The back of the elephant obviously doesn’t fit 4 archers along with the driver, so I only painted three archers and the driver. When I went to install the archers on the elephant, I couldn’t find a good position for 3 passengers that didn’t look like they were falling off, so I only included two out of the four archers here. All four castings were identical.

The elephant itself comes in 3 pieces: two halves of the body, slightly hollow, and the head. The pieces don’t fit perfectly, and require some sanding and gap filling to get a good fit. I used epoxy to hold the elephant together, and pinned the archers in place (but not the driver).

The elephant skin is nicely textured, and lends itself to dry brushing. However, the large two-layer blanket has no surface detail, and really begs to be painted. I’m not very good at flat work, but did what I could to spice it up a bit.

DBA Army III/10c: Hindu Indian

Here is my latest DBA army: Medieval Hindu Indians “other,” army III/10c. The figures are from an Essex DBA v1 army pack, and did not include the Artillery element that is optional in the DBA v2 army list.

The army consists of 1 Elephant General (I choose the one with the red blanket), 2 Elephants, 2 Cavalry, 1 Blade, 4 Bows, and 2 Psiloi. The Artillery, if I had it, would replace one of the elephants. I have a bombard I could paint up for this army, but no appropriate crew yet.

I plan to write more about the individual Essex Elphant models soon, since I have had a horrible time finding any useful information about what they look like and how they should be painted. For now, let’s just say: these things are tanks! The two on the right are very heavily armored except for their legs.

I tried to find information online about how the Medieval Hindu Indians should be painted, but I didn’t find anything other than other peoples’ paint jobs, and indications that they were also guessing. Off white is always a reasonable choice, or red if you need some color, since it seems to be one of the most commonly available dyes. The cavalry are the only elements that have much color (other than the elephant). I chose primarily red, with green barding and some blue shirts.

The lances held by the left element here were molded on, so I left them until they break off. On the right, I used Xyston wire spears instead, since they had to be glued in place anyway.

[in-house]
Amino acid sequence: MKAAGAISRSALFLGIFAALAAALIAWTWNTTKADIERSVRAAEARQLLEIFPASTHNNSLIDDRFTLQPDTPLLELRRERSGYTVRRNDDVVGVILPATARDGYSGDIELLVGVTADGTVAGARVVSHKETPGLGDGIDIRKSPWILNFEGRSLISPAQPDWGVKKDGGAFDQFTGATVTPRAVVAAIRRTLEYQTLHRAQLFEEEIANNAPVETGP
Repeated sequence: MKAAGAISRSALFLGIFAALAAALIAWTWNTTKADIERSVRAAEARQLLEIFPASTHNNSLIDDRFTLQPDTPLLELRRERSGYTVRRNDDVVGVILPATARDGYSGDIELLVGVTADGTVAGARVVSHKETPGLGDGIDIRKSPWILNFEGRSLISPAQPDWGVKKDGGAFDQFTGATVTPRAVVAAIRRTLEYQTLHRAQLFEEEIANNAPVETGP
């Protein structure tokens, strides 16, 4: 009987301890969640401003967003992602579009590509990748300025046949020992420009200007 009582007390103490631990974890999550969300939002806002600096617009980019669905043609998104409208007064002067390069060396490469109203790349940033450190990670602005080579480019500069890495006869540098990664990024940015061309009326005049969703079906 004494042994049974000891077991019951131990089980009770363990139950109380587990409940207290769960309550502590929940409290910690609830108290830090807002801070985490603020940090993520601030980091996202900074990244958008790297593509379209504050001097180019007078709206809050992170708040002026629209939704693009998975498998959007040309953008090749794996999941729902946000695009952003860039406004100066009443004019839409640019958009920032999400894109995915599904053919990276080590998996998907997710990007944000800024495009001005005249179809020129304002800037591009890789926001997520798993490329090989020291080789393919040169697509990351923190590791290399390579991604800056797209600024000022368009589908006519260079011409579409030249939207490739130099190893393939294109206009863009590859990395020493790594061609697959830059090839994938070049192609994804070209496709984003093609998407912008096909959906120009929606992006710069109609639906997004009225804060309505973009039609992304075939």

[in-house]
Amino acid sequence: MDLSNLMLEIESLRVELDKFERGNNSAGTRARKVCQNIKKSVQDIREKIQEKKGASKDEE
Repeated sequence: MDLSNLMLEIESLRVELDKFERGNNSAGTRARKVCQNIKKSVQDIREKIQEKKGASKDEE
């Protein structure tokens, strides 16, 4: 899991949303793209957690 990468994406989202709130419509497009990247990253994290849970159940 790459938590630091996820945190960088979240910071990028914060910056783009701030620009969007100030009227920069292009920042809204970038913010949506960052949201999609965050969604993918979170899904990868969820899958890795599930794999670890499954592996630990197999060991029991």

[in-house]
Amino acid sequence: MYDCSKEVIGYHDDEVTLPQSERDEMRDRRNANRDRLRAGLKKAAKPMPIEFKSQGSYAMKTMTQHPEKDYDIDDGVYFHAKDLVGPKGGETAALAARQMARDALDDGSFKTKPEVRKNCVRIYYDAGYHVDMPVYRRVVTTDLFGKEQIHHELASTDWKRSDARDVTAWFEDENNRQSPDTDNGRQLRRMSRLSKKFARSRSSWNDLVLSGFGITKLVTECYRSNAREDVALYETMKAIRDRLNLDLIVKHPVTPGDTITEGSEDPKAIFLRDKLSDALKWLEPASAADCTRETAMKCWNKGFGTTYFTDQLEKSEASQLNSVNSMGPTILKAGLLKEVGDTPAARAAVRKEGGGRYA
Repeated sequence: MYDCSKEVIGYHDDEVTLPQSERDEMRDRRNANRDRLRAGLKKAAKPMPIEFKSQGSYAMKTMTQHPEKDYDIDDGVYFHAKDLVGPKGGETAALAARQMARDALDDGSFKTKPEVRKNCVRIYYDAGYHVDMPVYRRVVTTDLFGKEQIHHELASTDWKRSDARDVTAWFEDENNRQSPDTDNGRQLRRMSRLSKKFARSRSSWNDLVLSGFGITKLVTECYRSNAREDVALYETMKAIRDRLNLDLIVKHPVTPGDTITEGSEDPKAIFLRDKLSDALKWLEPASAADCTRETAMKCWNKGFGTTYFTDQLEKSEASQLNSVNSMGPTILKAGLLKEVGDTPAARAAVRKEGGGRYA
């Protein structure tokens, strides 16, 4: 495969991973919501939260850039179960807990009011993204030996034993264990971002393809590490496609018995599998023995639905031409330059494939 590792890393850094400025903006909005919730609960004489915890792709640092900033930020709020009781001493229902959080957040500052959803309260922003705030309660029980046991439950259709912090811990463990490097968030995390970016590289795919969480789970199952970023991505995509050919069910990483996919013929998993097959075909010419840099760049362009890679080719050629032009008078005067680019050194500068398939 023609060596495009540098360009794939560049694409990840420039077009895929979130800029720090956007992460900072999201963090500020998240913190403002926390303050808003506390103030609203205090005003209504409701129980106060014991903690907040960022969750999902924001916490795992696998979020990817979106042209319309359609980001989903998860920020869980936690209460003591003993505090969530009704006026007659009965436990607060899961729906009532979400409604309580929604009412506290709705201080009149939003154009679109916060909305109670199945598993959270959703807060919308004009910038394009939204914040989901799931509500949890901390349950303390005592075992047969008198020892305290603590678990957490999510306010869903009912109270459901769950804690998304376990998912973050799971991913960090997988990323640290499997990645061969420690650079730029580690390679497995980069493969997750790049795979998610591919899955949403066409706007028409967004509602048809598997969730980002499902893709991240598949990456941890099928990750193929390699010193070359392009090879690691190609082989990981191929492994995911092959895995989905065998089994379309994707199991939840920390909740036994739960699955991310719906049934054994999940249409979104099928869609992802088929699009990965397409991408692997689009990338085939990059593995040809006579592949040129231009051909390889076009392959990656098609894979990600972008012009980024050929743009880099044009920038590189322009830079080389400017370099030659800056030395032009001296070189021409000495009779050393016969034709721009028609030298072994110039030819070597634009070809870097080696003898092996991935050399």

The infantry are easy: off-white butt wraps and head wraps, with red shields. I don’t even know if these figures are appropriate for medieval era Indians; I’d expect them to be wearing a bit more armor or maybe a robe. On the upside, these guys will give me a head start on Classical Indians, and they’re compatible with the Mountain Indian figures I’ve already painted.

Was my most recently painted full DBA army Mountain Indians? It seems odd, I feel like I painted something else in between… I guess that was my 10 other DBA elements for the Persians.

Have I actually played a game of DBA since I painted the Mountain Indians? Well. Maybe 2 games, I guess… but I haven’t played with the Mountain Indians yet.

Game report: Uncharted Seas, 2…

…In which our heroes remember the importance of reading the rules ahead of time.

Frank and I played Uncharted Seas again on Saturday. We didn’t get to the “setting up and remembering how to play” stage until 10pm or so, and then we had to find the rules for all the new models we’re using.

We were playing almost 1000 points per side. My Dragon Lord fleet consisted of 2 battleships, a squadron of 3 cruisers, a squadron of 3 heavy cruisers, a dragon carrier, and 2 squadrons of 3 frigates each. Frank’s Dwarves had a battleship, a flagship, two squadrons of 3 carriers, a squadron of 2 heavy carriers, and two squadrons of 3 frigates.

The scenario was a simple “line them up and knock them down” setup since we’re still figuring out how to play well. The game ended up lasting about 3 or 4 turns, which is to say, until we stopped at 2am.

When we called time, I had basically lost: I lost all of my cruisers, all but one frigate, and one wing of 3 dragons from the carrier. My carrier was damaged, but my other models weren’t. Frank had damage on many of his models, making them less useful, but only lost a few carriers and a few frigates.

I learned several things not to do, but I’m not sure what I should do instead!

Dragon Lords are fast and have good long range firing, but don’t have good armor or short range guns. Dwarves have heavier armor and much better short range guns. They’re also better at firing forward instead of broadsides.